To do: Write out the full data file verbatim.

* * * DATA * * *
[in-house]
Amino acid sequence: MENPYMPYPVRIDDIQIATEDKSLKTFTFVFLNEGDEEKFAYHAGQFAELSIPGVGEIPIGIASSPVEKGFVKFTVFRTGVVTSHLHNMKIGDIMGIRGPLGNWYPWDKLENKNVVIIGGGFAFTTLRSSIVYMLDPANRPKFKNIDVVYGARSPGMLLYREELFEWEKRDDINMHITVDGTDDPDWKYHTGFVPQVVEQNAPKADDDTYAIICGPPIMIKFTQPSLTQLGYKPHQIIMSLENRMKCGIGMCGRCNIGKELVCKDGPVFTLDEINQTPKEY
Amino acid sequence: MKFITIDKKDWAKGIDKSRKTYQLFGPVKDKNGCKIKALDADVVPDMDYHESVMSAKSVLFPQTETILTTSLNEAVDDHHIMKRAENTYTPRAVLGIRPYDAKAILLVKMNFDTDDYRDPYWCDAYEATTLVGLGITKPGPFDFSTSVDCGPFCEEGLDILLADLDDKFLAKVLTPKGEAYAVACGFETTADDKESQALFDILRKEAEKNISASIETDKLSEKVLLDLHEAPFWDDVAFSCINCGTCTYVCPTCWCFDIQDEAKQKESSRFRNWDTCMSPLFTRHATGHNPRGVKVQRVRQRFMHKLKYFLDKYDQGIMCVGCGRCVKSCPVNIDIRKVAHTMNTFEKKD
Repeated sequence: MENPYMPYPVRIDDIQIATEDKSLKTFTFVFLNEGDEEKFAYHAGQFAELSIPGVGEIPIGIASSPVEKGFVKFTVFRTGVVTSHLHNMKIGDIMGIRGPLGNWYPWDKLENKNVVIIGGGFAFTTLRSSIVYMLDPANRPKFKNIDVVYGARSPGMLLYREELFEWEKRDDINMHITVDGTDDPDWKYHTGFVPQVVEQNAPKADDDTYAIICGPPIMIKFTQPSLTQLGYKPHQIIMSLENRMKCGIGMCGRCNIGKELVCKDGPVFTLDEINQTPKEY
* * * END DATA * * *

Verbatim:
[in-house]
Amino acid sequence: MENPYMPYPVRIDDIQIATEDKSLKTFTFVFLNEGDEEKFAYHAGQFAELSIPGVGEIPIGIASSPVEKGFVKFTVFRTGVVTSHLHNMKIGDIMGIRGPLGNWYPWDKLENKNVVIIGGGFAFTTLRSSIVYMLDPANRPKFKNIDVVYGARSPGMLLYREELFEWEKRDDINMHITVDGTDDPDWKYHTGFVPQVVEQNAPKADDDTYAIICGPPIMIKFTQPSLTQLGYKPHQIIMSLENRMKCGIGMCGRCNIGKELVCKDGPVFTLDEINQTPKEY
Amino acid sequence: MKFITIDKKDWAKGIDKSRKTYQLFGPVKDKNGCKIKALDADVVPDMDYHESVMSAKSVLFPQTETILTTSLNEAVDDHHIMKRAENTYTPRAVLGIRPYDAKAILLVKMNFDTDDYRDPYWCDAYEATTLVGLGITKPGPFDFSTSVDCGPFCEEGLDILLADLDDKFLAKVLTPKGEAYAVACGFETTADDKESQALFDILRKEAEKNISASIETDKLSEKVLLDLHEAPFWDDVAFSCINCGTCTYVCPTCWCFDIQDEAKQKESSRFRNWDTCMSPLFTRHATGHNPRGVKVQRVRQRFMHKLKYFLDKYDQGIMCVGCGRCVKSCPVNIDIRKVAHTMNTFEKKD
Repeated sequence: MENPYMPYPVRIDDIQIATEDKSLKTFTFVFLNEGDEEKFAYHAGQFAELSIPGVGEIPIGIASSPVEKGFVKFTVFRTGVVTSHLHNMKIGDIMGIRGPLGNWYPWDKLENKNVVIIGGGFAFTTLRSSIVYMLDPANRPKFKNIDVVYGARSPGMLLYREELFEWEKRDDINMHITVDGTDDPDWKYHTGFVPQVVEQNAPKADDDTYAIICGPPIMIKFTQPSLTQLGYKPHQIIMSLENRMKCGIGMCGRCNIGKELVCKDGPVFTLDEINQTPKEY